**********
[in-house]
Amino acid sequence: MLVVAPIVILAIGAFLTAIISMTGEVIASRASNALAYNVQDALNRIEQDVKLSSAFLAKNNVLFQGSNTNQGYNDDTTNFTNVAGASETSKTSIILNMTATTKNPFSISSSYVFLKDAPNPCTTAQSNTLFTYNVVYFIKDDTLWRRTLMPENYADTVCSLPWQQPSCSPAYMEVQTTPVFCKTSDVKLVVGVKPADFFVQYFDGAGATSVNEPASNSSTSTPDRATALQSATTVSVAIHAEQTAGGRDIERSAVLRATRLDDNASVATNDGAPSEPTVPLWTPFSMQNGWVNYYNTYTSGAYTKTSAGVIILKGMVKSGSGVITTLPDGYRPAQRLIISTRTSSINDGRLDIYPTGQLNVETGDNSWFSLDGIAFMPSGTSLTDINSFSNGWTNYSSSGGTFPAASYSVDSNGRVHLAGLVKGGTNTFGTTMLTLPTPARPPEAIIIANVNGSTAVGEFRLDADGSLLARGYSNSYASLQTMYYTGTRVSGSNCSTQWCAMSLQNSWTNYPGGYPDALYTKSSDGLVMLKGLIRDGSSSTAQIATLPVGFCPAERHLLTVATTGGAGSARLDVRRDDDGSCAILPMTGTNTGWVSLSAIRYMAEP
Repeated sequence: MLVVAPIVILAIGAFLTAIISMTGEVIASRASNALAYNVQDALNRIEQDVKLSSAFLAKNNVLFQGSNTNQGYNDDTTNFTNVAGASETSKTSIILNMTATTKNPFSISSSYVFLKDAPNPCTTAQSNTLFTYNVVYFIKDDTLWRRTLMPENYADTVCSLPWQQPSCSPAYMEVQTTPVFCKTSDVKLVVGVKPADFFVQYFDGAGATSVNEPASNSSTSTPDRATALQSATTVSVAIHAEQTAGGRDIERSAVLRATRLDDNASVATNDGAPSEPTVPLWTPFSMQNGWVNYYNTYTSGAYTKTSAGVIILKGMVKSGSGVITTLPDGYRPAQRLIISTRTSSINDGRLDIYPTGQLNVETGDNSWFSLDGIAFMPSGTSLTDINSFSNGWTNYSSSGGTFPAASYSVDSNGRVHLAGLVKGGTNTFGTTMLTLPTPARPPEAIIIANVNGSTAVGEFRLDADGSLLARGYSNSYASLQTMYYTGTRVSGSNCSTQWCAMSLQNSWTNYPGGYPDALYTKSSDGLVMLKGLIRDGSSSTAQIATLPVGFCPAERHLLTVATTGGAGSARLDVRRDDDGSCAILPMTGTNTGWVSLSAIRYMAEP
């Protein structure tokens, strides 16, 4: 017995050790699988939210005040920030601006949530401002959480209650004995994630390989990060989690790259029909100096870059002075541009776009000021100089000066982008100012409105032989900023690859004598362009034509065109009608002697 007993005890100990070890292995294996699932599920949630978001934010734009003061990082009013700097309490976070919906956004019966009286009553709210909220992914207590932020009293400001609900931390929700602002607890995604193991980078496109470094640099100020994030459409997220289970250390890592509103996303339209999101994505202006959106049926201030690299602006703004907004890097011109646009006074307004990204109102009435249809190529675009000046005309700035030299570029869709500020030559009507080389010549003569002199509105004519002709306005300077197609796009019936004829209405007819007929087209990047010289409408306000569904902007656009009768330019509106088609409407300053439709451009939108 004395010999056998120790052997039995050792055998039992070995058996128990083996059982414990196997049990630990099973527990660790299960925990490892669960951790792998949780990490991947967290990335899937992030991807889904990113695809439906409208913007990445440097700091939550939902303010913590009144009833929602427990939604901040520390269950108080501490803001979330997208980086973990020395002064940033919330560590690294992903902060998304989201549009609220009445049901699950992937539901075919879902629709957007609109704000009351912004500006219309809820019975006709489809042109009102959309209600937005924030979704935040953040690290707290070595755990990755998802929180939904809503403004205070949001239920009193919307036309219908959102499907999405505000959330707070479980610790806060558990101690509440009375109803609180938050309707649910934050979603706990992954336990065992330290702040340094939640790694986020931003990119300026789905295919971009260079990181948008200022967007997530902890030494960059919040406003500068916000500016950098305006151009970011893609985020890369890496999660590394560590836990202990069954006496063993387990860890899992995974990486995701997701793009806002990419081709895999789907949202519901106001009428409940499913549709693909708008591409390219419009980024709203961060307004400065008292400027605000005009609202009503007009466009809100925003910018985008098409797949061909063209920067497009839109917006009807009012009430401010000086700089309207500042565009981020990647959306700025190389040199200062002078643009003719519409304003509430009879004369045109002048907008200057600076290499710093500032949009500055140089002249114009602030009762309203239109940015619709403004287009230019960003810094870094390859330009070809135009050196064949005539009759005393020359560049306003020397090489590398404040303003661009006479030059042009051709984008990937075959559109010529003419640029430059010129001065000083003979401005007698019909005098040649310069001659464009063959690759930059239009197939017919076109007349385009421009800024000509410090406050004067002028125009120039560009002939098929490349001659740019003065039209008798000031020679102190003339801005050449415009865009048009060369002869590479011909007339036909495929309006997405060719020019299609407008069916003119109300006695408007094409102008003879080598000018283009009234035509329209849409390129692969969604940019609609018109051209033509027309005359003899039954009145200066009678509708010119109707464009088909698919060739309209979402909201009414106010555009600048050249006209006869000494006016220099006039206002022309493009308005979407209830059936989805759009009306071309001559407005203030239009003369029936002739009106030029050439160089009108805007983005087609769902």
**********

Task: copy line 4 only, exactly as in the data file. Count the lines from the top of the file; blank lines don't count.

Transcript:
């Protein structure tokens, strides 16, 4: 017995050790699988939210005040920030601006949530401002959480209650004995994630390989990060989690790259029909100096870059002075541009776009000021100089000066982008100012409105032989900023690859004598362009034509065109009608002697 007993005890100990070890292995294996699932599920949630978001934010734009003061990082009013700097309490976070919906956004019966009286009553709210909220992914207590932020009293400001609900931390929700602002607890995604193991980078496109470094640099100020994030459409997220289970250390890592509103996303339209999101994505202006959106049926201030690299602006703004907004890097011109646009006074307004990204109102009435249809190529675009000046005309700035030299570029869709500020030559009507080389010549003569002199509105004519002709306005300077197609796009019936004829209405007819007929087209990047010289409408306000569904902007656009009768330019509106088609409407300053439709451009939108 004395010999056998120790052997039995050792055998039992070995058996128990083996059982414990196997049990630990099973527990660790299960925990490892669960951790792998949780990490991947967290990335899937992030991807889904990113695809439906409208913007990445440097700091939550939902303010913590009144009833929602427990939604901040520390269950108080501490803001979330997208980086973990020395002064940033919330560590690294992903902060998304989201549009609220009445049901699950992937539901075919879902629709957007609109704000009351912004500006219309809820019975006709489809042109009102959309209600937005924030979704935040953040690290707290070595755990990755998802929180939904809503403004205070949001239920009193919307036309219908959102499907999405505000959330707070479980610790806060558990101690509440009375109803609180938050309707649910934050979603706990992954336990065992330290702040340094939640790694986020931003990119300026789905295919971009260079990181948008200022967007997530902890030494960059919040406003500068916000500016950098305006151009970011893609985020890369890496999660590394560590836990202990069954006496063993387990860890899992995974990486995701997701793009806002990419081709895999789907949202519901106001009428409940499913549709693909708008591409390219419009980024709203961060307004400065008292400027605000005009609202009503007009466009809100925003910018985008098409797949061909063209920067497009839109917006009807009012009430401010000086700089309207500042565009981020990647959306700025190389040199200062002078643009003719519409304003509430009879004369045109002048907008200057600076290499710093500032949009500055140089002249114009602030009762309203239109940015619709403004287009230019960003810094870094390859330009070809135009050196064949005539009759005393020359560049306003020397090489590398404040303003661009006479030059042009051709984008990937075959559109010529003419640029430059010129001065000083003979401005007698019909005098040649310069001659464009063959690759930059239009197939017919076109007349385009421009800024000509410090406050004067002028125009120039560009002939098929490349001659740019003065039209008798000031020679102190003339801005050449415009865009048009060369002869590479011909007339036909495929309006997405060719020019299609407008069916003119109300006695408007094409102008003879080598000018283009009234035509329209849409390129692969969604940019609609018109051209033509027309005359003899039954009145200066009678509708010119109707464009088909698919060739309209979402909201009414106010555009600048050249006209006869000494006016220099006039206002022309493009308005979407209830059936989805759009009306071309001559407005203030239009003369029936002739009106030029050439160089009108805007983005087609769902």